Alternatively, bias can also occur if the data set itself reflects existing discriminatory or exclusionary practices. A recent study by ProPublica found for example that software that was being used to assess the risk of recidivism in criminals in the United States was twice as likely to mistakenly flag black defendants as being at higher risk of committing future crimes.
The impact of such data bias can be seriously damaging in India, particularly at a time of growing social fragmentation. It can contribute to the entrenchment of social bias and discriminatory practices, while rendering both invisible and pervasive the processes through which discrimination occurs. Women are 34 per cent less likely to own a mobile phone than men – manifested in only 14 per cent of women in rural India owning a mobile phone, while only 30 per cent of India’s internet users are women.
Women’s participation in the labour force, currently at around 27 per cent, is also declining, and is one of the lowest in South Asia. Data sets used for machine learning are thus likely to have a marked gender bias. The same observations are likely to hold true for other marginalized groups as well.
Accorded to a 2014 report, Muslims, Dalits and tribals make up 53 per cent of all prisoners in India; National Crime Records Bureau data from 2016 shows in some states, the percentage of Muslims in the incarcerated population was almost three times the percentage of Muslims in the overall population. If AI applications for law and order are built on this data, it is not unlikely that it will be prejudiced against these groups.
(It is worth pointing out that the recently set-up national AI task force is comprised of mostly Hindu men – only two women are on the task force, and no Muslims or Christians. A recent article in the New York Times talked about AI’s ‘white guy problem’; will India suffer from a ‘Hindu male bias’?)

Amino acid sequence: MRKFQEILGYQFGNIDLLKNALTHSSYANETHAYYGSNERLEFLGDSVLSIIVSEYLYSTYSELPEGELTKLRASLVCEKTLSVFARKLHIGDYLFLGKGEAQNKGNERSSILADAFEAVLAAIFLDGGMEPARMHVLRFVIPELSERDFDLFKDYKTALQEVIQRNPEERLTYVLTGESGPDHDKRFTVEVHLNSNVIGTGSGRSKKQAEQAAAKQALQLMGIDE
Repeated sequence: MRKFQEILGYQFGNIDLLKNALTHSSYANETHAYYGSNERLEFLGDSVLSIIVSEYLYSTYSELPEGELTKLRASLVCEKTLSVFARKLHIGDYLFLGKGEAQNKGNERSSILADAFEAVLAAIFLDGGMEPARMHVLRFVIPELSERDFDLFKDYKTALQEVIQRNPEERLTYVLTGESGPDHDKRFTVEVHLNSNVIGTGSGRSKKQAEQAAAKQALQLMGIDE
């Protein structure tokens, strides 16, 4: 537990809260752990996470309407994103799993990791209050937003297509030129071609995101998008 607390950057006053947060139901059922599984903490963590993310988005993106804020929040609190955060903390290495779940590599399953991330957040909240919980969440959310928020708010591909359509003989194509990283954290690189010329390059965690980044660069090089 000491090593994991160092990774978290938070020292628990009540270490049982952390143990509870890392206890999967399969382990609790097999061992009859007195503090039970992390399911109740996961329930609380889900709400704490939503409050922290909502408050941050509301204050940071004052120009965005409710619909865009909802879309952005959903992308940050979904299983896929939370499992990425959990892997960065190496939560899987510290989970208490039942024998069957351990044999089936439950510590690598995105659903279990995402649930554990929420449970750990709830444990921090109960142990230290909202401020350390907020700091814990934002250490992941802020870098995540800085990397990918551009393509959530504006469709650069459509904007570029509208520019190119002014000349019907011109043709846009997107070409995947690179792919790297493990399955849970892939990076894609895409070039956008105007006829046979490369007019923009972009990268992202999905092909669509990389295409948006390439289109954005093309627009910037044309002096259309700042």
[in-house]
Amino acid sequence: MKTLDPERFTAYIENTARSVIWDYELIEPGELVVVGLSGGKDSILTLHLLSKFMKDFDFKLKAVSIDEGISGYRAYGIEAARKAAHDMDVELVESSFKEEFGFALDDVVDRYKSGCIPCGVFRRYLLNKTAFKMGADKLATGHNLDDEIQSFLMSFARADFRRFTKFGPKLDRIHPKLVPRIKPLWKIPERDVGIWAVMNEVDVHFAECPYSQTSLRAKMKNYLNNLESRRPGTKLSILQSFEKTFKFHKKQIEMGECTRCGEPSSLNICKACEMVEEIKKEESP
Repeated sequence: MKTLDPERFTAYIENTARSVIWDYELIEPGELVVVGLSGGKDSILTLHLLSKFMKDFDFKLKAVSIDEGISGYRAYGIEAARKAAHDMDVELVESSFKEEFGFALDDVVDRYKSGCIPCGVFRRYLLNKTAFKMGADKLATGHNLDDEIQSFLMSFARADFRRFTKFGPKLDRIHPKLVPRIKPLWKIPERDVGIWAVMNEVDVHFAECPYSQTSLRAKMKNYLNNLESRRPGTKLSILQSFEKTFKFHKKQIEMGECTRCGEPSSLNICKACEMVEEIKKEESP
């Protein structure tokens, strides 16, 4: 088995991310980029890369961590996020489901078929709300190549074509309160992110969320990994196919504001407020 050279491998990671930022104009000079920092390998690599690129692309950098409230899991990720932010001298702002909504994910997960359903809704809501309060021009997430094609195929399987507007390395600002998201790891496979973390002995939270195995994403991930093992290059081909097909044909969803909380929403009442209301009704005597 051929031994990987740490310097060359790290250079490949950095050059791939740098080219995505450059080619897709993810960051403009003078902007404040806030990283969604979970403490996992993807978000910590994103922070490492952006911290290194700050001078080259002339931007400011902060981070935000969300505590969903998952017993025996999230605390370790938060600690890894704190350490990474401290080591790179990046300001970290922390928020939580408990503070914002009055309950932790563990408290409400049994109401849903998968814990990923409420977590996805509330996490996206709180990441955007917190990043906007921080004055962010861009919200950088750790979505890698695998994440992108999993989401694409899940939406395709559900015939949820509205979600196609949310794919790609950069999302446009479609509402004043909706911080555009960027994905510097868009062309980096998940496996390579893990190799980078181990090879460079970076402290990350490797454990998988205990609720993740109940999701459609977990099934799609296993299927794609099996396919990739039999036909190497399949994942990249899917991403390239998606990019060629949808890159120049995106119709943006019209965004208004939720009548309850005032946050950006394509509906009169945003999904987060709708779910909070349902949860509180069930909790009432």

Yet, improving the quality, or diversity, of data sets may not be able to solve the problem. The processes of machine learning and reasoning involve a quagmire of mathematical functions, variables and permutations, the logic of which are not readily traceable or predictable. The dazzle of AI-enabled efficiency gains must not blind us to the fact that while AI systems are being integrated into key socio-economic systems, their accuracy and logic of reasoning have not been fully understood or studied.
The other big challenge stems from the distribution of AI-led technology gains. Even if estimates of AI contribution to GDP are correct, the adoption of these technologies is likely to be in niches within the organized sector. These industries are likely to be capital- rather than labour-intensive, and thus unlikely to contribute to large-scale job creation.